On the whole, I thought your project was very well done, however there are a few pints within that I found to be somewhat unclear. First, your explanation of the differences between European and American options is delayed until your final results, and is somewhat sparse. Second, the equations used for the finance Monte Carlo method are neither shown nor explained, as are the rest of the parameters in the Ising model aside from the tendency to act within the market (Ci and Si). It would have been helpful to have provided a slightly more rigorous outline of each of the equations you provided above the very good general explanation. Finally, I think a section mentioning the further possible uses of each model in finance above these relatively simple scenarios would have been interesting, not something necessarily in depth, just a section that prompts the reader to consider further, more useful applications of your option models.

To elaborate on the first critique, In you preliminary data you mentioned how the European option is easier to computationally model using the Black-Scholes model, and later, in your results, you state how the primary difference between the American model and European models are the ability to prematurely act upon options prior to reaching maturity. While you provided a convincing argument as to why the binomial trees provide a better prediction, you did not provide an argument as to why the Black-Scholes model is useless. Having read your explanations and code, it is clear that binomial trees are more complicated and volatile, and your project would be strengthened greatly by explaining why this extra complexity needs to implemented.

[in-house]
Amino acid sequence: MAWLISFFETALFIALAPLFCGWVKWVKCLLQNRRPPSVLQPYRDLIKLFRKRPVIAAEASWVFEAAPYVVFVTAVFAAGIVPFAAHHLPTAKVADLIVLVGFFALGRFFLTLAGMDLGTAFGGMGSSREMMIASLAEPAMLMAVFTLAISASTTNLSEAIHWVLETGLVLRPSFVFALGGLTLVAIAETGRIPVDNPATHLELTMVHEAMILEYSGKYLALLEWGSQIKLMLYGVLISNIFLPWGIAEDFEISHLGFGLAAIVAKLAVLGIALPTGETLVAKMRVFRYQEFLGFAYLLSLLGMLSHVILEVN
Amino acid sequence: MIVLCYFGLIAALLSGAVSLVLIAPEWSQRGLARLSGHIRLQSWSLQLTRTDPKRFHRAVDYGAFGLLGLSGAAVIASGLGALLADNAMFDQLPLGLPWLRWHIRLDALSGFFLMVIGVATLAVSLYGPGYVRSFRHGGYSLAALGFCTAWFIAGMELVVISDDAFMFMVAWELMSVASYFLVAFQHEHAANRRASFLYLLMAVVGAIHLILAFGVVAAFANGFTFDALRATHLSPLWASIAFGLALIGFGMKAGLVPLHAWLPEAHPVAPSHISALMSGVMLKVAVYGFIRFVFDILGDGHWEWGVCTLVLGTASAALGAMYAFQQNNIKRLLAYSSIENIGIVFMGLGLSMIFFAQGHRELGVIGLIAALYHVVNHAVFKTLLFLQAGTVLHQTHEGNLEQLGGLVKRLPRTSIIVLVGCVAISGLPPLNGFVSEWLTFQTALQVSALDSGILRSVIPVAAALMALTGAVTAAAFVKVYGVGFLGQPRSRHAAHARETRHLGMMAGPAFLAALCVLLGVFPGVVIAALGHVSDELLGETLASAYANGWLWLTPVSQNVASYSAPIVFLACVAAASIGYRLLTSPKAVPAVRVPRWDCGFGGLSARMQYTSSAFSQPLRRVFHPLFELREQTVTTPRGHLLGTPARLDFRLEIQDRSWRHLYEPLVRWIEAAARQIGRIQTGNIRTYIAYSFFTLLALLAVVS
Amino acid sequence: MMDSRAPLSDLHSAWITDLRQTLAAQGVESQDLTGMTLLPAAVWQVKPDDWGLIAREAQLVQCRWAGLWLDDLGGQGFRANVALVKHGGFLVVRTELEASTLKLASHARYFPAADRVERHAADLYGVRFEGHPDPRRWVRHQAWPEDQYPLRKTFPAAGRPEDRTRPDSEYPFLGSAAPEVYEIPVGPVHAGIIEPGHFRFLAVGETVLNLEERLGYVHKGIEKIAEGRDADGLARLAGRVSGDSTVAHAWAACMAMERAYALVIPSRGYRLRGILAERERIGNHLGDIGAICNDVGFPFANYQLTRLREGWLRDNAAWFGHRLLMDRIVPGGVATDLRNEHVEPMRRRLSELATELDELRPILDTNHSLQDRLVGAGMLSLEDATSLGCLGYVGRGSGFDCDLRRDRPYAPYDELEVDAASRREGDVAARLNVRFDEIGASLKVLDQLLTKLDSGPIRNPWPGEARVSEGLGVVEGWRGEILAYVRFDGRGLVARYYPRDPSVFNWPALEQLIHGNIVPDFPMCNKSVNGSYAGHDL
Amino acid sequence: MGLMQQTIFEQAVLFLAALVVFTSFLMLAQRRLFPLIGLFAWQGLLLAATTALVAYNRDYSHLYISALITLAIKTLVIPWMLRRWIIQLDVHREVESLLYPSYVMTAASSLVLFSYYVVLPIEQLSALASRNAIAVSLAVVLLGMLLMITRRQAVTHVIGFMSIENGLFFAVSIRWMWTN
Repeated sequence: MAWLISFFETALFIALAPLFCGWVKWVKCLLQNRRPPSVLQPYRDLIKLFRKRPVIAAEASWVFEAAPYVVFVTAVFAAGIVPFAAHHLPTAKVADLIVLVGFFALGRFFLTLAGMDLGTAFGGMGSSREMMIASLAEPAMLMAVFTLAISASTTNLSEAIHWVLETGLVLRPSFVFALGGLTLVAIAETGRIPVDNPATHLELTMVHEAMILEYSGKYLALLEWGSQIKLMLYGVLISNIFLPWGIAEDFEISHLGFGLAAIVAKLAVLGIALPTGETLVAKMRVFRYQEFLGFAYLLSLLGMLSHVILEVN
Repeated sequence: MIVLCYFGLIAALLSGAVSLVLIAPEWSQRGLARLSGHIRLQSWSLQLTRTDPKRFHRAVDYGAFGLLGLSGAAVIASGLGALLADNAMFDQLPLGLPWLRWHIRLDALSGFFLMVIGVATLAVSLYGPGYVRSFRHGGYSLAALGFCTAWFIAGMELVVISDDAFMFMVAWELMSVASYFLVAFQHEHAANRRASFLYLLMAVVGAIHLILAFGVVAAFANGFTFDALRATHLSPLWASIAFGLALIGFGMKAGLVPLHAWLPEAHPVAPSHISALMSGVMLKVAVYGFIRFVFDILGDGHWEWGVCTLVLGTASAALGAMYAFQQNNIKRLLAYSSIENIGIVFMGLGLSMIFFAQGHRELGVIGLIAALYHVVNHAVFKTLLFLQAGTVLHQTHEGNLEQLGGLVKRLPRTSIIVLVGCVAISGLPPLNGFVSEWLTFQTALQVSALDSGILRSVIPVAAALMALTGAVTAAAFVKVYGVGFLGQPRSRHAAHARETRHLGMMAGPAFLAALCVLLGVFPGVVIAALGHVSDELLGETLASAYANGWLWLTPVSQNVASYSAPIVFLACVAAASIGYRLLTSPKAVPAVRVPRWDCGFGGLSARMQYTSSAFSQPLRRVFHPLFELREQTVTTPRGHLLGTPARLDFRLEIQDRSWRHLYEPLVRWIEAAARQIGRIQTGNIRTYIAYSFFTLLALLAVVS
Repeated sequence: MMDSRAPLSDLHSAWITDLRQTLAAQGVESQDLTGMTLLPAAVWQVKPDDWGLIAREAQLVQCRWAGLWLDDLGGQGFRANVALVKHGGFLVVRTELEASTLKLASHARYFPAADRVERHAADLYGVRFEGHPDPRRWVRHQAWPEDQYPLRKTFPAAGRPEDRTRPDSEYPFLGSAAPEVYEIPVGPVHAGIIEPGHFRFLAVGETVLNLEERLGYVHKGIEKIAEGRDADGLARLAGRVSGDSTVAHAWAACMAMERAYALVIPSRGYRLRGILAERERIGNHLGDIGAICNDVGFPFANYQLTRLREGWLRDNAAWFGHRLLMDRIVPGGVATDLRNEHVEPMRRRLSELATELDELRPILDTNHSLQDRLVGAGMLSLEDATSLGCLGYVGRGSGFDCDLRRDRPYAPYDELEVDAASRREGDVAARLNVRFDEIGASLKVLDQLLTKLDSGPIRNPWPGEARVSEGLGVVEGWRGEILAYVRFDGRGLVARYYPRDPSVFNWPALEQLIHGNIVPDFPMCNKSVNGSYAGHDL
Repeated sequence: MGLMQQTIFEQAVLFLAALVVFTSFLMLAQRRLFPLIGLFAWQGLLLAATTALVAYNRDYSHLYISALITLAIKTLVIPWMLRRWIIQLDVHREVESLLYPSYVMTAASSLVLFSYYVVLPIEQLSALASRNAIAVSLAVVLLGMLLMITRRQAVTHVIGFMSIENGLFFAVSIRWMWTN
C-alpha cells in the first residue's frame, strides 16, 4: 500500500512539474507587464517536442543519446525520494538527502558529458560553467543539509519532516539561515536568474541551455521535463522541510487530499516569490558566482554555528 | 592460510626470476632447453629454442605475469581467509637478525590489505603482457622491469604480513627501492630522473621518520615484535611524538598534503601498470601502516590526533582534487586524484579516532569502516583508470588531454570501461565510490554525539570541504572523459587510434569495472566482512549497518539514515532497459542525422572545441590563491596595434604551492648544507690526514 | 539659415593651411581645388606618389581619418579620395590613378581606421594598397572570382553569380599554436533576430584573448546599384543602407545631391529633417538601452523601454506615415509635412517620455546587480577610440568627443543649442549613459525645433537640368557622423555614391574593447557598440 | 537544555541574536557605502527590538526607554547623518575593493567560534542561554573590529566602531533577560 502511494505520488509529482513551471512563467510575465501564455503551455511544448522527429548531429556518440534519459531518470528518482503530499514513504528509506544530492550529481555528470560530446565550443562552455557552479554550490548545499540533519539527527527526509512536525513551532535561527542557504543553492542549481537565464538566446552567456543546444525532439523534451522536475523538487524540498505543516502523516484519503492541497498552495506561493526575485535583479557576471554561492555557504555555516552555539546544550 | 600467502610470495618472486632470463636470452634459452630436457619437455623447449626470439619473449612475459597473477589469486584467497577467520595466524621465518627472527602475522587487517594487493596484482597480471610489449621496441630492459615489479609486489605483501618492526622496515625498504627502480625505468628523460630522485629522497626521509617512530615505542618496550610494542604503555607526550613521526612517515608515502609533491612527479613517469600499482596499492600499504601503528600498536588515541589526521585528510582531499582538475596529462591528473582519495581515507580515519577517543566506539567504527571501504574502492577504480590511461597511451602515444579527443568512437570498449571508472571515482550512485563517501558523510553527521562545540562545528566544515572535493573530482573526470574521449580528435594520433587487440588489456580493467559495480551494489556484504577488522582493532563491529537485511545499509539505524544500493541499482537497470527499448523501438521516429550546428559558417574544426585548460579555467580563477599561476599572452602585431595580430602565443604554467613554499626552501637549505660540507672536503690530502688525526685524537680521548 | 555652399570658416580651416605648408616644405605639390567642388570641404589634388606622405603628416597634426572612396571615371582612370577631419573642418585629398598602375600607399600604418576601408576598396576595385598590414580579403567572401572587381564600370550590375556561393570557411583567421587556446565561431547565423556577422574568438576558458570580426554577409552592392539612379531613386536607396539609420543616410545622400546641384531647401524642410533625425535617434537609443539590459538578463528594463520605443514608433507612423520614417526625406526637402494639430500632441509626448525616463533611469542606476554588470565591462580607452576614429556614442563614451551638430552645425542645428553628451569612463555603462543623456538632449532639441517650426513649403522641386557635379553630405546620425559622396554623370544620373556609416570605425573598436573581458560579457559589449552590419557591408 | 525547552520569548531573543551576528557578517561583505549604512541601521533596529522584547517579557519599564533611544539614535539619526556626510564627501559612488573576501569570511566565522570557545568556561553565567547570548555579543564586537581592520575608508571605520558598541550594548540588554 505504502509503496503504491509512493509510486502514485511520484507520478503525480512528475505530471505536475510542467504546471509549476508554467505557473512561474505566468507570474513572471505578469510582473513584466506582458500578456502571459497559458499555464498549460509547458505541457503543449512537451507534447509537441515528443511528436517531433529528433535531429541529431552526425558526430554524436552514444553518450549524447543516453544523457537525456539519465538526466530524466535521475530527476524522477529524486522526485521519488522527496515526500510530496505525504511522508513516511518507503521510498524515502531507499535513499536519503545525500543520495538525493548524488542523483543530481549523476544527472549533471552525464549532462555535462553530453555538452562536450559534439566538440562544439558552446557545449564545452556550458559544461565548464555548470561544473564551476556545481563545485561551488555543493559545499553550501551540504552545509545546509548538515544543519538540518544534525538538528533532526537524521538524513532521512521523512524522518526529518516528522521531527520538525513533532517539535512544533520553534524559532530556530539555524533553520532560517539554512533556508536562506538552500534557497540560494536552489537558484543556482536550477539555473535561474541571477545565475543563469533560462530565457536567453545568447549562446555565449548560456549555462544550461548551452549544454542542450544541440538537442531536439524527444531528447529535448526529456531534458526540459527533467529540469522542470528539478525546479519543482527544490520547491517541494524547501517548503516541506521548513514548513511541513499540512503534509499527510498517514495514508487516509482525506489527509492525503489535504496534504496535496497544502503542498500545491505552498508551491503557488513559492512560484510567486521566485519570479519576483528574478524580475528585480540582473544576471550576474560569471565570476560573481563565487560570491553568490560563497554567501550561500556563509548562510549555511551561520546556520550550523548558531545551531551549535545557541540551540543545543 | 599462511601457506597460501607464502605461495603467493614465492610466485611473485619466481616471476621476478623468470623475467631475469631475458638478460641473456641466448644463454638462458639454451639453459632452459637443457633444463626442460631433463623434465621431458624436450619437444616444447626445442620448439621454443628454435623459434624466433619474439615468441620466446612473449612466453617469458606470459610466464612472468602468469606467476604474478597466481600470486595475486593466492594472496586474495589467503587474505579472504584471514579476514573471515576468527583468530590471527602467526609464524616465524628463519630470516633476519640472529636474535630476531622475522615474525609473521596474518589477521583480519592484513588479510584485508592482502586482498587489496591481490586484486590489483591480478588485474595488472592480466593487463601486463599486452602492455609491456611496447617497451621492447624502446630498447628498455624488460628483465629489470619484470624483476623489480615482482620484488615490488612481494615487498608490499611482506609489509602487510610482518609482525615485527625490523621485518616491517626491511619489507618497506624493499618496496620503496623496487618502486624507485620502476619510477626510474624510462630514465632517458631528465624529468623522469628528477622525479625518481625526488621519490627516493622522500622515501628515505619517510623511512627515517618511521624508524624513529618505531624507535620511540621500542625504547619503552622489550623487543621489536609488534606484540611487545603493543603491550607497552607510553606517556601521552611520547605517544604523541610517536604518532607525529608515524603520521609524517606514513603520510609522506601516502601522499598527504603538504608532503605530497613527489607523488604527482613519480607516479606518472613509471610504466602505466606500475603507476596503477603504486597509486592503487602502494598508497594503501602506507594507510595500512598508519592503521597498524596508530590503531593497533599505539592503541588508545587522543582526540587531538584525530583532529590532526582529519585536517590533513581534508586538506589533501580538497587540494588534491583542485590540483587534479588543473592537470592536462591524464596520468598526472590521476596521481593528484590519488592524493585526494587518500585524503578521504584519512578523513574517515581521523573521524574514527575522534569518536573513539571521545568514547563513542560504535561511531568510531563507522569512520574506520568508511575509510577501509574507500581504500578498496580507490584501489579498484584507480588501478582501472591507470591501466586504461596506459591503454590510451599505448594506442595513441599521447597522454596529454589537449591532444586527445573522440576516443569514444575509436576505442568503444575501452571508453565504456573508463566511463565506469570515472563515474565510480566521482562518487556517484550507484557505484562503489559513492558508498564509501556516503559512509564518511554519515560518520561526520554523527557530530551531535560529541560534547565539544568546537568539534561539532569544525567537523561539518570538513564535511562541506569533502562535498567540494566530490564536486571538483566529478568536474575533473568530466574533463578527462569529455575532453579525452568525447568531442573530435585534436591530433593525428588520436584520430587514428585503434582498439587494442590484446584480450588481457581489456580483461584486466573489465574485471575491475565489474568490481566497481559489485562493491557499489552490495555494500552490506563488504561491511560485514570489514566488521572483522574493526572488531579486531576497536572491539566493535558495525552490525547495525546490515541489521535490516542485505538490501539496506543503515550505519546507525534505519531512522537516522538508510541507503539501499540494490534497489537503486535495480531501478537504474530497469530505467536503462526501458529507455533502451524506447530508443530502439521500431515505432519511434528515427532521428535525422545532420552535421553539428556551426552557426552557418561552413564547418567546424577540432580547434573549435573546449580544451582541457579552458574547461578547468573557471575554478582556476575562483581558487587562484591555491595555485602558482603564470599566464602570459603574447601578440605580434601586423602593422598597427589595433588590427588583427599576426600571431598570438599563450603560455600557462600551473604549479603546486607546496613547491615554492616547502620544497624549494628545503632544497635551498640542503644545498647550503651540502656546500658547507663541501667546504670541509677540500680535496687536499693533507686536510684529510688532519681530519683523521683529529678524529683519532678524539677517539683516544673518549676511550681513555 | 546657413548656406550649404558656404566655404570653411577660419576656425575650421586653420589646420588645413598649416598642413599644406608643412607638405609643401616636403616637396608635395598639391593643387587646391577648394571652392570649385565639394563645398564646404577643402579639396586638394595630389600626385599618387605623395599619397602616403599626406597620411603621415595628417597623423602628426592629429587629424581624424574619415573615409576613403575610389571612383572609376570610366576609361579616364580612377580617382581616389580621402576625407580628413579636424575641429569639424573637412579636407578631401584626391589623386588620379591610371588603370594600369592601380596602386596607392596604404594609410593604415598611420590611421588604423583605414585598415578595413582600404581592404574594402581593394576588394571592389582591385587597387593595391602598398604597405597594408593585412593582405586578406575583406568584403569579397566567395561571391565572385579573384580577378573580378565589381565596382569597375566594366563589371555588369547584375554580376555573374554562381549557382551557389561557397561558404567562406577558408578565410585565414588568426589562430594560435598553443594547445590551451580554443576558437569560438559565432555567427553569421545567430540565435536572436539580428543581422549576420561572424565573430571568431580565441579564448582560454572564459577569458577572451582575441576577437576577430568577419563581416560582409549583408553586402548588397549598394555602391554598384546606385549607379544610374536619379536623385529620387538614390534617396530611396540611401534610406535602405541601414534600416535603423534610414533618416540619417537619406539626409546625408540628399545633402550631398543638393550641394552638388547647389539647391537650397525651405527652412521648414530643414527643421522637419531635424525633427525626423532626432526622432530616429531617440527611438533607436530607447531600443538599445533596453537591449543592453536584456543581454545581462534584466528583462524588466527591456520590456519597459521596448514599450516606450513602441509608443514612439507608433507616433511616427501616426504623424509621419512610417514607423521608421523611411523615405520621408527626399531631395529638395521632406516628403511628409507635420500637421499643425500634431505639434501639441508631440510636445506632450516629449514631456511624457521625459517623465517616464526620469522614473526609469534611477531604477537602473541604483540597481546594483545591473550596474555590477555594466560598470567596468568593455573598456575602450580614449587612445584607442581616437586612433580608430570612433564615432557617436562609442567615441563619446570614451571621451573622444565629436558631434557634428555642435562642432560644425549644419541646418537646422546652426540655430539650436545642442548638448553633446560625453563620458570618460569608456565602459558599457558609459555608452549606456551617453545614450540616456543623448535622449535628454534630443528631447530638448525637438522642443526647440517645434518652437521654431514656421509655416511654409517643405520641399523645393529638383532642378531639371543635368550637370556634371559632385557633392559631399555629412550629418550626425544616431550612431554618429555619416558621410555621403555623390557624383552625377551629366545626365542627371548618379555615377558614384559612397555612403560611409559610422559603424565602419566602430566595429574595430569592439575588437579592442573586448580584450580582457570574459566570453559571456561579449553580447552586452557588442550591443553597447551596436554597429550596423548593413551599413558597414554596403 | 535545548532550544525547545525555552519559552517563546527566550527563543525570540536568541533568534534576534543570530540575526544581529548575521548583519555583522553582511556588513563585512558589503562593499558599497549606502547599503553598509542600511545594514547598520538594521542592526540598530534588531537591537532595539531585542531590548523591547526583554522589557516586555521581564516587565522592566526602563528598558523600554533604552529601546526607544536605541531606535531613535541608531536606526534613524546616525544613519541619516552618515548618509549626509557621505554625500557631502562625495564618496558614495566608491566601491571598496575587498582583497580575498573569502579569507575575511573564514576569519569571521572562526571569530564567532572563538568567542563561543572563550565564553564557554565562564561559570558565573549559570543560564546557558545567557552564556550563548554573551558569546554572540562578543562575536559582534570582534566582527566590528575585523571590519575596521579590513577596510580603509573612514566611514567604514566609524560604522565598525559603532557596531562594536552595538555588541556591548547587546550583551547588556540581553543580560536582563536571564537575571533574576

The second critique has to do with understanding each of the models that you use. While your project delves into depth on the background theory of Monte Carlo integration and approximation, as well as consider the general sweep of each each of the methods in your write up, some of the innards of each equation are left unclear for the reader. In the Monte Carlo method, you discussed how you were able to price options using a simpler equation that required less variables. It would have been helpful to show this equation and discuss why it is applicable to finance options. As for the Ising model, you discussed the magnetization and market tendencies of the buyers and sellers, yet you did not discuss how your approximation of the strength of the relations with nearby nodes (the “first term” of Equation 3 in your conclusion) affects the market strategies of each of the buyers.

My final critique is a direct result of the obvious simplicity of this method. Even to someone poorly versed in Economics and market theory, it is clear that this method is a loose estimate, at best. The volatility of the market is arbitrarily set and constant, the market must be modeled in isolation, and all the actors in the market have to be actively participating. In reality, markets can become more or less volatile as you have discussed and would have been nice to have seen that model implemented or elaborated upon in your conclusion even though you ran out of time. Furthermore, it would have been inspiring to talk about the possible ways to take the market out of isolation in a model, ie to model related markets through independent, co-inhabiting Ising models. This could then inspire the reader to think about the possible use of the ising model in practice, for example modeling the fracking and deepwater crude oil platform markets. However, I was taught a significant amount by your project, and thought on the whole it was extremely successful.